Glasgow venues round-up: July 2023
From community spaces to classic Glasgow pubs, The Skinny looks at how some of the city’s venues have bounced back and re-emerged after COVID closures
Govanhill Baths has become an impressive force for good in recent years. Finding its feet again after suffering through various COVID restrictions and closures, it has now established itself as a flourishing arts and wellbeing hub in the Southside of Glasgow. Run by a combination of activists, artists, creatives and volunteers, the space is multi-purpose in the broadest sense of the word. A typical month might see it play host to anything from their well-attended upcycling workshops Rags to Riches to youth clubs and gardening classes. A true meeting place for everything good and worthwhile in the local area, Govanhill Baths has a terrific sense of place and aims to serve the people of G41/G42 but is really open to all. Linking up with existing community groups to build networks in the immediate area has helped them ensure it always remains a hive of activity; longer-term plans include a refurbishment of the pool and fitness facilities, returning currently disused elements of the venue to its original purpose. 126 Calder St, G42 7RA
Another community venue making waves in the city is The Unit on South Street just north of the Clyde. The Unit occupies a large warehouse in the Whiteinch industrial estate – managed by social enterprise Well Fed who provided cooked meals to people who were isolating during lockdown, it now operates principally as a community pantry and family activity centre. When the pantry is open it provides free food to whoever shows up – no referral necessary – mainly good quality surplus stuff from nearby businesses. A weekly programme of free games and activities keep the space busy with young families during the week, who make use of the Unit’s huge dimensions and in-house consoles, pool tables and games. The trendy fairy-lit warehouse, equipped with a large outdoor dining area and in-house bar is also available for hire. 870 South St, G14 0SY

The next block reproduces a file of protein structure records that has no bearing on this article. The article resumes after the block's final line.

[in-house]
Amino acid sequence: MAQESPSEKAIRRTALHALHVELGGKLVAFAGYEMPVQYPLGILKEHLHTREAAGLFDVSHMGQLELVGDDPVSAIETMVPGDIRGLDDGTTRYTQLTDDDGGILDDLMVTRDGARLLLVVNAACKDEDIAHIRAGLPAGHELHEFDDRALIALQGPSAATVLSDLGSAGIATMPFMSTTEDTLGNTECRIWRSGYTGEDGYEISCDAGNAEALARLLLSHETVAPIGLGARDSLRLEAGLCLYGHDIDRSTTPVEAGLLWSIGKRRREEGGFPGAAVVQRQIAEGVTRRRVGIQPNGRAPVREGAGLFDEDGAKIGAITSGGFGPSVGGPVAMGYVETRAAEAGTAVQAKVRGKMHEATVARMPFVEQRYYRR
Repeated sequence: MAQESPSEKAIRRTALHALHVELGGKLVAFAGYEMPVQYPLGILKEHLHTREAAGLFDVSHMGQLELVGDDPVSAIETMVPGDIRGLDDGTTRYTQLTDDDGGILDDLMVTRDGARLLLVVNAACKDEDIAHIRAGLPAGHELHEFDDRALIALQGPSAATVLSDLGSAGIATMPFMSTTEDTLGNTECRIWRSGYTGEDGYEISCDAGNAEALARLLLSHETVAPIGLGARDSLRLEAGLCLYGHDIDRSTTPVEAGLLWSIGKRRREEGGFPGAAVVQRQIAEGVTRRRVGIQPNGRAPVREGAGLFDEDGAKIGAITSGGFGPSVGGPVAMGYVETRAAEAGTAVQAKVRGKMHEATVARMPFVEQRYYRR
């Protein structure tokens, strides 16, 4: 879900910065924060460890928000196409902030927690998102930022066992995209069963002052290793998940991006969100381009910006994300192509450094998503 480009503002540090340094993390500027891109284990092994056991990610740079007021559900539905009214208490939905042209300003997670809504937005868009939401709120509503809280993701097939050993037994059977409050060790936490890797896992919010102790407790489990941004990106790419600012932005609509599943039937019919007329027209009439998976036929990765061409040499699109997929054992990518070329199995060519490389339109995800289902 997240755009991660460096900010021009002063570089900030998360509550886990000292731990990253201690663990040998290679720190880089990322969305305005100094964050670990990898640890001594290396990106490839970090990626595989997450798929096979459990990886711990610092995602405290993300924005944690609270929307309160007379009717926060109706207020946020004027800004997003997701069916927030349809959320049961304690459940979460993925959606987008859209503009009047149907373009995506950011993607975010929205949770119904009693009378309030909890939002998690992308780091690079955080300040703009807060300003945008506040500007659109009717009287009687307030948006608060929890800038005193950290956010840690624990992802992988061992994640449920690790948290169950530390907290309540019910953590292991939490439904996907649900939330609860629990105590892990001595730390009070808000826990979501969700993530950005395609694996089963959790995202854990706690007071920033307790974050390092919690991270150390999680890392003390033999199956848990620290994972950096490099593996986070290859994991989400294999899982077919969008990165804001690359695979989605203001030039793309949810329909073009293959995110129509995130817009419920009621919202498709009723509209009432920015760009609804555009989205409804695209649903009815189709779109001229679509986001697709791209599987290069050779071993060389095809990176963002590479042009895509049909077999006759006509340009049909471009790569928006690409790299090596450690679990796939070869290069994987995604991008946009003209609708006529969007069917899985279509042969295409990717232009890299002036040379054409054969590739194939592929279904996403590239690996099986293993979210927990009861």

Gibson Street’s Stravaigin is a Glasgow institution; the West End venue has remained virtually unchanged since opening in 1994. In 2022, Stravaigin was sold (along with sister venues Ubiquitous Chip and Hanoi Bike Shop) to new owners, who set the wheels in motion for a low-key rebrand, but fans of the bar’s well-established flavour of cosy twinkly warmth won’t be unsettled by the changes. The pub’s familiar dark wood aesthetic remains intact, and with the same kitchen team at the helm the new menu does not stray too far from the simple Scottish dishes that have come to define the bar. A popular roast dinner menu takes centre stage on the weekends. The cellar area now has a refined stylish edge, more wine bar than traditional pub. 28 Gibson St, G12 8NX
Stravaigin. Credit: Yelp Inc.
Hearts broke across Glasgow when iconic Merchant City music bar Blackfriars closed its doors during the pandemic. A bidding war for the space ensued and was won by Base Hospitality Group, who emerged as the continuity candidate – promising to retain as much of the bar’s identity as possible. Small changes have been made, nudging the bar towards a kind of gentrification; it’s hard to imagine a negroni menu with daily specials in a pre-pandemic Blackfriars, but it goes down well in Blackfriars 2.0. Many of the previous regulars still pitch up at the bar, however, a reassuring indication that things have not changed too much. A popular comedy night takes place in the basement on the first Saturday of each month and the same space will play host to a series of Fringe previews across the summer. But rest assured: live music still makes up a chunk of Blackfriars programming, and music fans still make up a sizeable chunk of their clientele. 36 Bell St, G1 1LG